Finding love with an ostomy

Every so often I will hear a conversation about romantic relationships while living with an ostomy. Often someone will say they were left because of their ostomy, or that they’ve resigned themselves to being alone because no one could love them now. And I have one thing to say to them: STOP IT. An ostomy does not make you unlovable. It doesn’t make you anything other than another human with your own set of experiences. That ostomy is simply a symbol of the life you have lived and who you have become through those experiences.

Now full disclosure before I get too far into this: I was married when I went through surgery to get my ostomy, so I have not gone through the dating process with one; however, I believe what I am writing is true no matter what point you are at in a relationship.

Sometimes, it’s not the ostomy.

StephJarrod_hands copyWhen you go through something that necessitates getting an ostomy—whether it’s a chronic condition like IBD or some sort of trauma—that’s a lot for a person to handle. It may bring up feelings of “why me?” or resentment towards God or the world. Constant pain can make anyone feel frustrated. Having difficulty after surgery can lead to depression, feeling sorry for yourself, and lashing out at others. All of these can cause issues in a relationship. If you were someone whose partner left after your surgery, I am not at all saying that you are at fault. What I am saying is that going through this can change people, and when people change, the relationship changes and sometimes that relationship no longer works. So, if you were someone who was left and you felt they left because you now have an ostomy, there may be a lot more at play than simply that.

If you were truly left or rejected by someone because you have an ostomy, then they did you a favor.

If the simple fact that you have an ostomy freaked somebody out to the point they left, then they were not the right person. And in my opinion, it’s much better to know that now then to find it out years later. If someone goes running because of an ostomy bag, then you know what? All of those wedding vows… “for better or for worse, in sickness and in health” mean jack shit to this person. Would you really want to be with someone who can’t honestly say those vows and mean them? To me, it just shows they are a shallow person whose intimacy is only skin deep and that’s not the kind of person I would want to spend the rest of my life with.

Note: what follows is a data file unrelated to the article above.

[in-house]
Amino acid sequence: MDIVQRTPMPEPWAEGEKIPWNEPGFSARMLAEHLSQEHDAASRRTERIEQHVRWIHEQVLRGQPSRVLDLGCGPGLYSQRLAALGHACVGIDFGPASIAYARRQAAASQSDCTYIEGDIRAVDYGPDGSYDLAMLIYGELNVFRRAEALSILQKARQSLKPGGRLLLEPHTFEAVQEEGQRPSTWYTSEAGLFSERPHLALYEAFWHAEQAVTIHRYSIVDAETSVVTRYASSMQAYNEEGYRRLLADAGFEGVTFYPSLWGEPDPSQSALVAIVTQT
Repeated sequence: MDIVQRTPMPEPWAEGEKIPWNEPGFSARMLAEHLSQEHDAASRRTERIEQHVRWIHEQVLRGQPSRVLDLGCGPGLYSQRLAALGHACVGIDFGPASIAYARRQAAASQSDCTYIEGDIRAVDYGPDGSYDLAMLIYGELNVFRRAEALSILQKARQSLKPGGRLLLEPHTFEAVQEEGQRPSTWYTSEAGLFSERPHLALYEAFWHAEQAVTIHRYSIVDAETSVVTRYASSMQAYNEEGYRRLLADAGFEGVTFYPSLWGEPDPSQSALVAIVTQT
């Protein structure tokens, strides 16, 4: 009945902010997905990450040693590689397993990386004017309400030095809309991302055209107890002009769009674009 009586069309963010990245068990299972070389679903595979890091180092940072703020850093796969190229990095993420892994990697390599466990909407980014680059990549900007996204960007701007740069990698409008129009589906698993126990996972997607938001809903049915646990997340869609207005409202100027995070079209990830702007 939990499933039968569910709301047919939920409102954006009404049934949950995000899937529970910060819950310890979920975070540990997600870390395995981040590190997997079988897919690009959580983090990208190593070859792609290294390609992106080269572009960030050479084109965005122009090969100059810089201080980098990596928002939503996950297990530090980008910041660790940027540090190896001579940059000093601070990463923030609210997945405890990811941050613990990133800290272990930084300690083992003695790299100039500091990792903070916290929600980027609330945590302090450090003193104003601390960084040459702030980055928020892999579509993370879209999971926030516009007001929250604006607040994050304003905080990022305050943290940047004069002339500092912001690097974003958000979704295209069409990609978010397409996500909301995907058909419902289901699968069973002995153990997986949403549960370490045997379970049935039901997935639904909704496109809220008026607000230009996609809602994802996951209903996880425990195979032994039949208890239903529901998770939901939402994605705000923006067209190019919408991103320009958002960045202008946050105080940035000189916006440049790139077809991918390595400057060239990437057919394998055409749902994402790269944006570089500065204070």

I don’t think I’m lucky that I found someone “special.”

My husband is an incredible man. He’s been through a lot with me, driving me back and forth to the hospital dozens of times, spending hours sitting in surgical waiting rooms. I feel very grateful that I found someone who loves me the way that he does. But I don’t think my husband is some special breed of person who is willing to go through all of this. Of course I am very grateful for my husband and all that he has done for me. I consider myself very blessed to have found him and I do consider him to be someone special, but it’s not because he stayed with me after all of the sickness and surgeries. I consider him the same kind of special that every person who finds the right partner considers them. I think he is a good man and an honest man who takes his vows seriously. When he said, “in sickness and in health,” he meant it. That’s what love and commitment is all about.

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I know dating is not easy, especially when you throw an ostomy into the mix. I know I would be unsure of myself in the situation of having to tell a potential partner about this part of me that’s different. I won’t pretend that I know what it feels like to be rejected by a romantic partner because of my ostomy; I know that would hurt so much and would make the idea of putting yourself out there again much more difficult. But in the end, you have to realize that no matter what happens, it’s for the best. If the person runs, then good; at least you know what kind of person they are and you can go ahead and move on to find the right person, rather than wasting your time on them.